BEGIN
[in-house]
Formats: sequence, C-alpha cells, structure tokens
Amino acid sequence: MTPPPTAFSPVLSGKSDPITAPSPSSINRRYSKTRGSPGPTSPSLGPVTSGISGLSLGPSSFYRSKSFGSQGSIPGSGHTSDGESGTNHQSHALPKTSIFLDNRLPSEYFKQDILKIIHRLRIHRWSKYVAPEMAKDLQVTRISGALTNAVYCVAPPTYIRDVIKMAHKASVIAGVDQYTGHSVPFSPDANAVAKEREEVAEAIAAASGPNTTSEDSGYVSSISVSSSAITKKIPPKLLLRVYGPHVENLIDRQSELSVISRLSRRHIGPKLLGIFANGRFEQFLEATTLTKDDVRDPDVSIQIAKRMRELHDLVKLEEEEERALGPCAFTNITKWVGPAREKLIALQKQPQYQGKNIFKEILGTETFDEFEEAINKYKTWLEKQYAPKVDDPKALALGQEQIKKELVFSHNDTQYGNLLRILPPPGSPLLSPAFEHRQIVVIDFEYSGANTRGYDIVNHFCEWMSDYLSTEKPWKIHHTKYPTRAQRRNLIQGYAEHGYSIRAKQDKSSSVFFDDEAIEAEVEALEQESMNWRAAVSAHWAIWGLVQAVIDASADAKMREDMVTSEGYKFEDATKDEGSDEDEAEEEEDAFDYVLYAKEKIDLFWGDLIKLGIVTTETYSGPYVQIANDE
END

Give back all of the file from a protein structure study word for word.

[in-house]
Formats: sequence, C-alpha cells, structure tokens
Amino acid sequence: MTPPPTAFSPVLSGKSDPITAPSPSSINRRYSKTRGSPGPTSPSLGPVTSGISGLSLGPSSFYRSKSFGSQGSIPGSGHTSDGESGTNHQSHALPKTSIFLDNRLPSEYFKQDILKIIHRLRIHRWSKYVAPEMAKDLQVTRISGALTNAVYCVAPPTYIRDVIKMAHKASVIAGVDQYTGHSVPFSPDANAVAKEREEVAEAIAAASGPNTTSEDSGYVSSISVSSSAITKKIPPKLLLRVYGPHVENLIDRQSELSVISRLSRRHIGPKLLGIFANGRFEQFLEATTLTKDDVRDPDVSIQIAKRMRELHDLVKLEEEEERALGPCAFTNITKWVGPAREKLIALQKQPQYQGKNIFKEILGTETFDEFEEAINKYKTWLEKQYAPKVDDPKALALGQEQIKKELVFSHNDTQYGNLLRILPPPGSPLLSPAFEHRQIVVIDFEYSGANTRGYDIVNHFCEWMSDYLSTEKPWKIHHTKYPTRAQRRNLIQGYAEHGYSIRAKQDKSSSVFFDDEAIEAEVEALEQESMNWRAAVSAHWAIWGLVQAVIDASADAKMREDMVTSEGYKFEDATKDEGSDEDEAEEEEDAFDYVLYAKEKIDLFWGDLIKLGIVTTETYSGPYVQIANDE